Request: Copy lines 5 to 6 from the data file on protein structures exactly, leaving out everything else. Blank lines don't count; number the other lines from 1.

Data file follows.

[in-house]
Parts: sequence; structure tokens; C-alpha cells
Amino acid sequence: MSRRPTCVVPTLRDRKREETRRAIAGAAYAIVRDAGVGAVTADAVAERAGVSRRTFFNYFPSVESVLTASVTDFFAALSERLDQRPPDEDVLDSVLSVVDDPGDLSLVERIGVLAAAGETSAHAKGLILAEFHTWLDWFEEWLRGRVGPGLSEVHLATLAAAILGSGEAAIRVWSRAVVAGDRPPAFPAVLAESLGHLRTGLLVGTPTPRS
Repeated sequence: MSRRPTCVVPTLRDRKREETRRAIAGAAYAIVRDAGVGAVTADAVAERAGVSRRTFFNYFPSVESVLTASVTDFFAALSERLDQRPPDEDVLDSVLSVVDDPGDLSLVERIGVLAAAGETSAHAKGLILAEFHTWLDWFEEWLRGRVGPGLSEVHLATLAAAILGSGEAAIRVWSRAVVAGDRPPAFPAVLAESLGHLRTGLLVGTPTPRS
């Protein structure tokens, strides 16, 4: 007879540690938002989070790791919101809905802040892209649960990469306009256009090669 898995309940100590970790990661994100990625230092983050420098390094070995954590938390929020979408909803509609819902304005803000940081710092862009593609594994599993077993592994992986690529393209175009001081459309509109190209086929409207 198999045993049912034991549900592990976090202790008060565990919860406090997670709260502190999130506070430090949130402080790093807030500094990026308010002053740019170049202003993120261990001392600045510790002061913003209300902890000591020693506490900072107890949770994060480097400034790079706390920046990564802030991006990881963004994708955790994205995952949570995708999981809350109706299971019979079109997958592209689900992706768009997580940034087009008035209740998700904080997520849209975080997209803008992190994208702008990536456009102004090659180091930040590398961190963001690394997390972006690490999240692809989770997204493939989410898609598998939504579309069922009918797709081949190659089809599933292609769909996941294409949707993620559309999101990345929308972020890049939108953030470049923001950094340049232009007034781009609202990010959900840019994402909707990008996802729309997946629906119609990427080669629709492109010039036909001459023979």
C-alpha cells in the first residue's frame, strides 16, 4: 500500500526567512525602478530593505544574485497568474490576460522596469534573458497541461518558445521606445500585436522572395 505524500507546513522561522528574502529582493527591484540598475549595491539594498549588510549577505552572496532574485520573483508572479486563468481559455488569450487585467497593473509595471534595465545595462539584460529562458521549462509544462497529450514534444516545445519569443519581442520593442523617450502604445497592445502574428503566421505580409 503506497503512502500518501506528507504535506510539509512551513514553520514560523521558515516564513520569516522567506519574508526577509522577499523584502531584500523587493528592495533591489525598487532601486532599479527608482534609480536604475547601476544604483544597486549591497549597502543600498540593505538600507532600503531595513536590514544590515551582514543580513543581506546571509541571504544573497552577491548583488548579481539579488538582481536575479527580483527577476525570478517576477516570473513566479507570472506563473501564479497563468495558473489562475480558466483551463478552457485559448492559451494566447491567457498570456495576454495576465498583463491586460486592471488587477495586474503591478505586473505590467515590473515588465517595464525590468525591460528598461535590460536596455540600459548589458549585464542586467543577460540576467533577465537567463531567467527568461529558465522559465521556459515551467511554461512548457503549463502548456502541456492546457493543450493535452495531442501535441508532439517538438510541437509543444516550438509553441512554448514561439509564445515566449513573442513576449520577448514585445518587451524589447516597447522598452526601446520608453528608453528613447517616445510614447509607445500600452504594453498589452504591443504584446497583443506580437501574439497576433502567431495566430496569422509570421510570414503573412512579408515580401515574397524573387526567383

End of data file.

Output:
């Protein structure tokens, strides 16, 4: 007879540690938002989070790791919101809905802040892209649960990469306009256009090669 898995309940100590970790990661994100990625230092983050420098390094070995954590938390929020979408909803509609819902304005803000940081710092862009593609594994599993077993592994992986690529393209175009001081459309509109190209086929409207 198999045993049912034991549900592990976090202790008060565990919860406090997670709260502190999130506070430090949130402080790093807030500094990026308010002053740019170049202003993120261990001392600045510790002061913003209300902890000591020693506490900072107890949770994060480097400034790079706390920046990564802030991006990881963004994708955790994205995952949570995708999981809350109706299971019979079109997958592209689900992706768009997580940034087009008035209740998700904080997520849209975080997209803008992190994208702008990536456009102004090659180091930040590398961190963001690394997390972006690490999240692809989770997204493939989410898609598998939504579309069922009918797709081949190659089809599933292609769909996941294409949707993620559309999101990345929308972020890049939108953030470049923001950094340049232009007034781009609202990010959900840019994402909707990008996802729309997946629906119609990427080669629709492109010039036909001459023979």
C-alpha cells in the first residue's frame, strides 16, 4: 500500500526567512525602478530593505544574485497568474490576460522596469534573458497541461518558445521606445500585436522572395 505524500507546513522561522528574502529582493527591484540598475549595491539594498549588510549577505552572496532574485520573483508572479486563468481559455488569450487585467497593473509595471534595465545595462539584460529562458521549462509544462497529450514534444516545445519569443519581442520593442523617450502604445497592445502574428503566421505580409 503506497503512502500518501506528507504535506510539509512551513514553520514560523521558515516564513520569516522567506519574508526577509522577499523584502531584500523587493528592495533591489525598487532601486532599479527608482534609480536604475547601476544604483544597486549591497549597502543600498540593505538600507532600503531595513536590514544590515551582514543580513543581506546571509541571504544573497552577491548583488548579481539579488538582481536575479527580483527577476525570478517576477516570473513566479507570472506563473501564479497563468495558473489562475480558466483551463478552457485559448492559451494566447491567457498570456495576454495576465498583463491586460486592471488587477495586474503591478505586473505590467515590473515588465517595464525590468525591460528598461535590460536596455540600459548589458549585464542586467543577460540576467533577465537567463531567467527568461529558465522559465521556459515551467511554461512548457503549463502548456502541456492546457493543450493535452495531442501535441508532439517538438510541437509543444516550438509553441512554448514561439509564445515566449513573442513576449520577448514585445518587451524589447516597447522598452526601446520608453528608453528613447517616445510614447509607445500600452504594453498589452504591443504584446497583443506580437501574439497576433502567431495566430496569422509570421510570414503573412512579408515580401515574397524573387526567383